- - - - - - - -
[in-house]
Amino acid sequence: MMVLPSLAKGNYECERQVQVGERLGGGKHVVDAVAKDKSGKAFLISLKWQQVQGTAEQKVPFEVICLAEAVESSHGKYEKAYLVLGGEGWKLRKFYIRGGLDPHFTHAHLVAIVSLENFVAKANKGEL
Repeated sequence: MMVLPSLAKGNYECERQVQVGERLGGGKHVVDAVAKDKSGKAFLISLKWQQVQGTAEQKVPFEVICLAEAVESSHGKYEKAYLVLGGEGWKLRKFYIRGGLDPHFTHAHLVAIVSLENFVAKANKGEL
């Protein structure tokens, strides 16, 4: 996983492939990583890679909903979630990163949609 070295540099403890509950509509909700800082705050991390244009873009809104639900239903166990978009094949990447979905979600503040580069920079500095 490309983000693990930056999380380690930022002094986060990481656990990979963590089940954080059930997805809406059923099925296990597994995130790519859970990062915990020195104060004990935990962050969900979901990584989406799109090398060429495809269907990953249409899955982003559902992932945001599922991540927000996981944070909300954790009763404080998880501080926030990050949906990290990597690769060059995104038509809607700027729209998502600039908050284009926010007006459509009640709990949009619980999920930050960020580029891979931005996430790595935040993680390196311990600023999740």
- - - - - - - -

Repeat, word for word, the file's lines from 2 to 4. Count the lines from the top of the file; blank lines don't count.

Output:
Amino acid sequence: MMVLPSLAKGNYECERQVQVGERLGGGKHVVDAVAKDKSGKAFLISLKWQQVQGTAEQKVPFEVICLAEAVESSHGKYEKAYLVLGGEGWKLRKFYIRGGLDPHFTHAHLVAIVSLENFVAKANKGEL
Repeated sequence: MMVLPSLAKGNYECERQVQVGERLGGGKHVVDAVAKDKSGKAFLISLKWQQVQGTAEQKVPFEVICLAEAVESSHGKYEKAYLVLGGEGWKLRKFYIRGGLDPHFTHAHLVAIVSLENFVAKANKGEL
């Protein structure tokens, strides 16, 4: 996983492939990583890679909903979630990163949609 070295540099403890509950509509909700800082705050991390244009873009809104639900239903166990978009094949990447979905979600503040580069920079500095 490309983000693990930056999380380690930022002094986060990481656990990979963590089940954080059930997805809406059923099925296990597994995130790519859970990062915990020195104060004990935990962050969900979901990584989406799109090398060429495809269907990953249409899955982003559902992932945001599922991540927000996981944070909300954790009763404080998880501080926030990050949906990290990597690769060059995104038509809607700027729209998502600039908050284009926010007006459509009640709990949009619980999920930050960020580029891979931005996430790595935040993680390196311990600023999740």